Aaron Blake and Chris Cillizza write in The Fix that President Obama almost granted me one of my wishes last evening. "There was a word missing from President Obama's jobs speech Thursday night: 'stimulus.'" Their statement reminded me of something I wrote in December 2008 when asked about the ideal stimulus package by the Economix blog:
If I had my druthers, the word ’stimulus’ would be expunged from public discussion, along with ‘bailout’ and ‘rescue.’ These words convey the idea that, because we have so mismanaged our economic and financial affairs, we are somehow able or entitled to conjure up additional funds out of thin air to fix our problems. There are two problems with this idea.
Let's stipulate right up front: it's silly to infer much from one month of job-creation numbers. The numbers bounce erratically, they are often revised dramatically one month later and they routinely defy the consenus forecasts by a wide margin.
Last month, forecasters were surprised and the media were elated when the Labor Department reported that job losses dwindled to just 11,000 in November -- much lower than expected (and revised today to a net gain of 4,000). The newly exhuberant forecasters were surprised again on Friday, when the estimated job losses in December jumped back up to 85,000.
"U.S. Job Losses Dim Hopes for Quick Upswing," declared a headline in The New York Times. I'm not sure how much hope there was for a quick upswing, but I'm even less convinced that the new job numbers change the picture all that much.
But here's what's interesting: the Fed's policy under Ben Bernanke seems intentionally geared to high unemployment for the next several years.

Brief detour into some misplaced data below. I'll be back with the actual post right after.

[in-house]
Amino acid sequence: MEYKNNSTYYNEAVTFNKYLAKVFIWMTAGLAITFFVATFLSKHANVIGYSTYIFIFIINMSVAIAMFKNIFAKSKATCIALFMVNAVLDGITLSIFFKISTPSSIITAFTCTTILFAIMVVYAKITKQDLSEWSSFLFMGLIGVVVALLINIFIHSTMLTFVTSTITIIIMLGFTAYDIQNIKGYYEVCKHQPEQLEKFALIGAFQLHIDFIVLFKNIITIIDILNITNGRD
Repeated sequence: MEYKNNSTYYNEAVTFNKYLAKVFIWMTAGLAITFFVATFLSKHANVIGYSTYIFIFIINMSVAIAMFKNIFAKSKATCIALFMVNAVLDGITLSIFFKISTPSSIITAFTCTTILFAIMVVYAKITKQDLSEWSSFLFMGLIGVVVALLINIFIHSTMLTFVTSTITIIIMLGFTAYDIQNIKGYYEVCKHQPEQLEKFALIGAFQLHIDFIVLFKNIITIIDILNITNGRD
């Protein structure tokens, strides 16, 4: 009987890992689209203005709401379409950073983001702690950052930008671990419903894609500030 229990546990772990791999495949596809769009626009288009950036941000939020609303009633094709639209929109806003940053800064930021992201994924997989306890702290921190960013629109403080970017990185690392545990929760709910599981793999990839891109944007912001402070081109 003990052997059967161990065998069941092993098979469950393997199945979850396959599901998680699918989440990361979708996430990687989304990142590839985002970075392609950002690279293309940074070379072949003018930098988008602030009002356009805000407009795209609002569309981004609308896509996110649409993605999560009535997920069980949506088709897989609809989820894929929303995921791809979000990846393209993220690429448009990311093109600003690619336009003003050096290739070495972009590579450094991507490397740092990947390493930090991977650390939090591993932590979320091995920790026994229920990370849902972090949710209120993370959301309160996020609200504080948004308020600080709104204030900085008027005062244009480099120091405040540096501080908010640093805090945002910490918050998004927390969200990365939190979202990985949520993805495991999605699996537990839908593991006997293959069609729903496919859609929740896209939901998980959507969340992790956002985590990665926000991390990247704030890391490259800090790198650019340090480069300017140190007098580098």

It was a scene at the end of The Matrix Revolutions -- the third in the series -- when Neo defeats the machines and Link, the character played by Harold Perrineau, shouts to the people of Zion, "It's over. The war is over."
CNBC today did the financial equivalent of what Link did when it shouted to its viewers that the recession is over. Take a look for yourself below.
Is everyone else having to make as many changes to their address/phone list as I'm doing these days?
Between layoffs and job moves, I now seem to have to set aside a hour or two a month just to keep my Contacts up-to-date. As you might imagine for someone who deals with the media, these days the biggest number of changes is to my list of reporters.
Maybe this is a new business opportunity: create an economic statistic that measures the relative number of changes per monrth.
We'll call it the "Contacts Index," get someone to sponsor the survey, and move the markets when it's reported on CNBC on the third Tuesday of every month.
I'm sure we can get Santelli to rant about it.
Every morning this week the Fed has announced another action to bolster financial markets. At 7 a.m. this morning, the Fed and six other central banks announced a coordinated 50 basis point (half a percentage point) interest rate cut. That's the first global economic policy change ever.